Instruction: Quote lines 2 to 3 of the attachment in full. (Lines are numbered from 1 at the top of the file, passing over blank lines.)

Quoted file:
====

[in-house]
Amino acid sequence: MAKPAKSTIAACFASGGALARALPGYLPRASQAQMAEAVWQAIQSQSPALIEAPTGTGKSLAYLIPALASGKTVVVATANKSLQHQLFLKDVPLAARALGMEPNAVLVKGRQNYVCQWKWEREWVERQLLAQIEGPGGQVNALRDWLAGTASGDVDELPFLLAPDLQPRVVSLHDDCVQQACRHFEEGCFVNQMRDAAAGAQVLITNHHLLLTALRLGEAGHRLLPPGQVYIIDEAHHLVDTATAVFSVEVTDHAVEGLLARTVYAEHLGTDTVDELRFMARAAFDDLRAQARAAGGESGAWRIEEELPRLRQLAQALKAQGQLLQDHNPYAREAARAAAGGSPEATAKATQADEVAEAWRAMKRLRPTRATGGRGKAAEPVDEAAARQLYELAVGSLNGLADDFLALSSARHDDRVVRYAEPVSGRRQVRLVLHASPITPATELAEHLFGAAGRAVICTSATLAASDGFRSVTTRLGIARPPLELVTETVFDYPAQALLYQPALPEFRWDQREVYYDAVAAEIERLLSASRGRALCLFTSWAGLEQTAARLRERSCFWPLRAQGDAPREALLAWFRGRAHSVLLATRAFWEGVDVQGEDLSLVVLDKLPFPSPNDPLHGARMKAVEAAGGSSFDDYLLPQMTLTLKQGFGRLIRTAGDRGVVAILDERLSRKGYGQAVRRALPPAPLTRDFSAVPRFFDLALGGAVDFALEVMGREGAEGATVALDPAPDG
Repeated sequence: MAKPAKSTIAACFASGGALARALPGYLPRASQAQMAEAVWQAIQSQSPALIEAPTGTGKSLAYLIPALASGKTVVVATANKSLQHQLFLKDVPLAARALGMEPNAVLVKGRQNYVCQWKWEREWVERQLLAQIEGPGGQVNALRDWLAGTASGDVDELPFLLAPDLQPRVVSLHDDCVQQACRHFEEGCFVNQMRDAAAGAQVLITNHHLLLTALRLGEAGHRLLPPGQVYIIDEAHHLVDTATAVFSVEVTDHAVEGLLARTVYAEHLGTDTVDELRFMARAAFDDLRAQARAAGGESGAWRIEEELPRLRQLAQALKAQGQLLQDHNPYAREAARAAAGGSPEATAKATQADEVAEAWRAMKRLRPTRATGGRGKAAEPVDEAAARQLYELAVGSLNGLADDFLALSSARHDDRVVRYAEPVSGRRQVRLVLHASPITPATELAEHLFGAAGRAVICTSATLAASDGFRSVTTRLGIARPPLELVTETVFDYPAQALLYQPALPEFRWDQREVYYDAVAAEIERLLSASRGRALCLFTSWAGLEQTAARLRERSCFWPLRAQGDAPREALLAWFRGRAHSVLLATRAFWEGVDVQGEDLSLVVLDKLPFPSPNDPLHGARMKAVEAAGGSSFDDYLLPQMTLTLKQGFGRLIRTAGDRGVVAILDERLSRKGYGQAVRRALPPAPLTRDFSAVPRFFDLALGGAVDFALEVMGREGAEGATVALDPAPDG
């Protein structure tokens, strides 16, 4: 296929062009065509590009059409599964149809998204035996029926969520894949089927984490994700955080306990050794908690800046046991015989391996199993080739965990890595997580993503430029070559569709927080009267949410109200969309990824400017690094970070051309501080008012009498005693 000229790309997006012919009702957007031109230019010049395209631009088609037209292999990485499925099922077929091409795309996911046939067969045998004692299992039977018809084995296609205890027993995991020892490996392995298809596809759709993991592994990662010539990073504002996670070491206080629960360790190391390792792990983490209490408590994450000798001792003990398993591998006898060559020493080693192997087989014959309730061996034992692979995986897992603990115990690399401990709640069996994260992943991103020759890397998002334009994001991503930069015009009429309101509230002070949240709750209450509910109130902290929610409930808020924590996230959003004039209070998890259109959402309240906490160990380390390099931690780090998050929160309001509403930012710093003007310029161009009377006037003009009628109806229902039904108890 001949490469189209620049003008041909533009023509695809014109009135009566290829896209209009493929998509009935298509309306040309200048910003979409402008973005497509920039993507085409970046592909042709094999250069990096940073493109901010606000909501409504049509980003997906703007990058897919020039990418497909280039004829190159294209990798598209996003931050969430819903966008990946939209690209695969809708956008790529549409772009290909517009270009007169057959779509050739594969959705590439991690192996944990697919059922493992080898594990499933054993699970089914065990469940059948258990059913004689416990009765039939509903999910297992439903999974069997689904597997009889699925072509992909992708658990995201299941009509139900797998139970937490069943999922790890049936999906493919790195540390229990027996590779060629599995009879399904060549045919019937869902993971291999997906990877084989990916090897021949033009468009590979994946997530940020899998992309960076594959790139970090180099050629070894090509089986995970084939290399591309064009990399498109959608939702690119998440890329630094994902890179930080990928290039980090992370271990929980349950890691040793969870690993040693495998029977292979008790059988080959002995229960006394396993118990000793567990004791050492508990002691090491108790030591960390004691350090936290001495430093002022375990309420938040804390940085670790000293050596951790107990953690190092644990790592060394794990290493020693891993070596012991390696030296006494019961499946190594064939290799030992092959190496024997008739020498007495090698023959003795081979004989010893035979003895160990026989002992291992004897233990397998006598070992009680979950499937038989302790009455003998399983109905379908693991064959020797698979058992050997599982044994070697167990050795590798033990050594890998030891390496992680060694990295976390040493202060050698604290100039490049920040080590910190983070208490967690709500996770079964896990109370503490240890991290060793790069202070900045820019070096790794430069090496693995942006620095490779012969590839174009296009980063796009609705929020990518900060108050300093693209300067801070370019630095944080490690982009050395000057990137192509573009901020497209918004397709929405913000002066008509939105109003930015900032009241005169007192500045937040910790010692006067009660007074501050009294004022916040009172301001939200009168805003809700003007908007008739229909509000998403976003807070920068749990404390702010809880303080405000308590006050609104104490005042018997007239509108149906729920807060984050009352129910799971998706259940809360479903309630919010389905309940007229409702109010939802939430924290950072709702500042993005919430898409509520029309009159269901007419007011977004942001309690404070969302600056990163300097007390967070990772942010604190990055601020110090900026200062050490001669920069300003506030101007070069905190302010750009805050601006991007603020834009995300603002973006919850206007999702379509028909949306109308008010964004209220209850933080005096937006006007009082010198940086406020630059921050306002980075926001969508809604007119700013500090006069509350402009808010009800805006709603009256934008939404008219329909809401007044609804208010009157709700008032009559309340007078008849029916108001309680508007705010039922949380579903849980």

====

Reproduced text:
Amino acid sequence: MAKPAKSTIAACFASGGALARALPGYLPRASQAQMAEAVWQAIQSQSPALIEAPTGTGKSLAYLIPALASGKTVVVATANKSLQHQLFLKDVPLAARALGMEPNAVLVKGRQNYVCQWKWEREWVERQLLAQIEGPGGQVNALRDWLAGTASGDVDELPFLLAPDLQPRVVSLHDDCVQQACRHFEEGCFVNQMRDAAAGAQVLITNHHLLLTALRLGEAGHRLLPPGQVYIIDEAHHLVDTATAVFSVEVTDHAVEGLLARTVYAEHLGTDTVDELRFMARAAFDDLRAQARAAGGESGAWRIEEELPRLRQLAQALKAQGQLLQDHNPYAREAARAAAGGSPEATAKATQADEVAEAWRAMKRLRPTRATGGRGKAAEPVDEAAARQLYELAVGSLNGLADDFLALSSARHDDRVVRYAEPVSGRRQVRLVLHASPITPATELAEHLFGAAGRAVICTSATLAASDGFRSVTTRLGIARPPLELVTETVFDYPAQALLYQPALPEFRWDQREVYYDAVAAEIERLLSASRGRALCLFTSWAGLEQTAARLRERSCFWPLRAQGDAPREALLAWFRGRAHSVLLATRAFWEGVDVQGEDLSLVVLDKLPFPSPNDPLHGARMKAVEAAGGSSFDDYLLPQMTLTLKQGFGRLIRTAGDRGVVAILDERLSRKGYGQAVRRALPPAPLTRDFSAVPRFFDLALGGAVDFALEVMGREGAEGATVALDPAPDG
Repeated sequence: MAKPAKSTIAACFASGGALARALPGYLPRASQAQMAEAVWQAIQSQSPALIEAPTGTGKSLAYLIPALASGKTVVVATANKSLQHQLFLKDVPLAARALGMEPNAVLVKGRQNYVCQWKWEREWVERQLLAQIEGPGGQVNALRDWLAGTASGDVDELPFLLAPDLQPRVVSLHDDCVQQACRHFEEGCFVNQMRDAAAGAQVLITNHHLLLTALRLGEAGHRLLPPGQVYIIDEAHHLVDTATAVFSVEVTDHAVEGLLARTVYAEHLGTDTVDELRFMARAAFDDLRAQARAAGGESGAWRIEEELPRLRQLAQALKAQGQLLQDHNPYAREAARAAAGGSPEATAKATQADEVAEAWRAMKRLRPTRATGGRGKAAEPVDEAAARQLYELAVGSLNGLADDFLALSSARHDDRVVRYAEPVSGRRQVRLVLHASPITPATELAEHLFGAAGRAVICTSATLAASDGFRSVTTRLGIARPPLELVTETVFDYPAQALLYQPALPEFRWDQREVYYDAVAAEIERLLSASRGRALCLFTSWAGLEQTAARLRERSCFWPLRAQGDAPREALLAWFRGRAHSVLLATRAFWEGVDVQGEDLSLVVLDKLPFPSPNDPLHGARMKAVEAAGGSSFDDYLLPQMTLTLKQGFGRLIRTAGDRGVVAILDERLSRKGYGQAVRRALPPAPLTRDFSAVPRFFDLALGGAVDFALEVMGREGAEGATVALDPAPDG